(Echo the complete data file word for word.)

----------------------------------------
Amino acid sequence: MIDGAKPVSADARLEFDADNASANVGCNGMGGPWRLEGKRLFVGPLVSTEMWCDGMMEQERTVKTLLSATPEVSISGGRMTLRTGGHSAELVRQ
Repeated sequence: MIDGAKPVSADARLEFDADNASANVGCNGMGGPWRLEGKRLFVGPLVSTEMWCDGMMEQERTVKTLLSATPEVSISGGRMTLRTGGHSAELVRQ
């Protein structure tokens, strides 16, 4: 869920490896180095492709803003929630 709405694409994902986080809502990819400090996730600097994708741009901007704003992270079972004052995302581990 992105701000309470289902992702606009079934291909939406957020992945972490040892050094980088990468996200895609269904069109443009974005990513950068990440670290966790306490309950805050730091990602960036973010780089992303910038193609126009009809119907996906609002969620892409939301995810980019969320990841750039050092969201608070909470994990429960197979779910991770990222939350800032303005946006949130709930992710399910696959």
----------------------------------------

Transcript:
Amino acid sequence: MIDGAKPVSADARLEFDADNASANVGCNGMGGPWRLEGKRLFVGPLVSTEMWCDGMMEQERTVKTLLSATPEVSISGGRMTLRTGGHSAELVRQ
Repeated sequence: MIDGAKPVSADARLEFDADNASANVGCNGMGGPWRLEGKRLFVGPLVSTEMWCDGMMEQERTVKTLLSATPEVSISGGRMTLRTGGHSAELVRQ
């Protein structure tokens, strides 16, 4: 869920490896180095492709803003929630 709405694409994902986080809502990819400090996730600097994708741009901007704003992270079972004052995302581990 992105701000309470289902992702606009079934291909939406957020992945972490040892050094980088990468996200895609269904069109443009974005990513950068990440670290966790306490309950805050730091990602960036973010780089992303910038193609126009009809119907996906609002969620892409939301995810980019969320990841750039050092969201608070909470994990429960197979779910991770990222939350800032303005946006949130709930992710399910696959």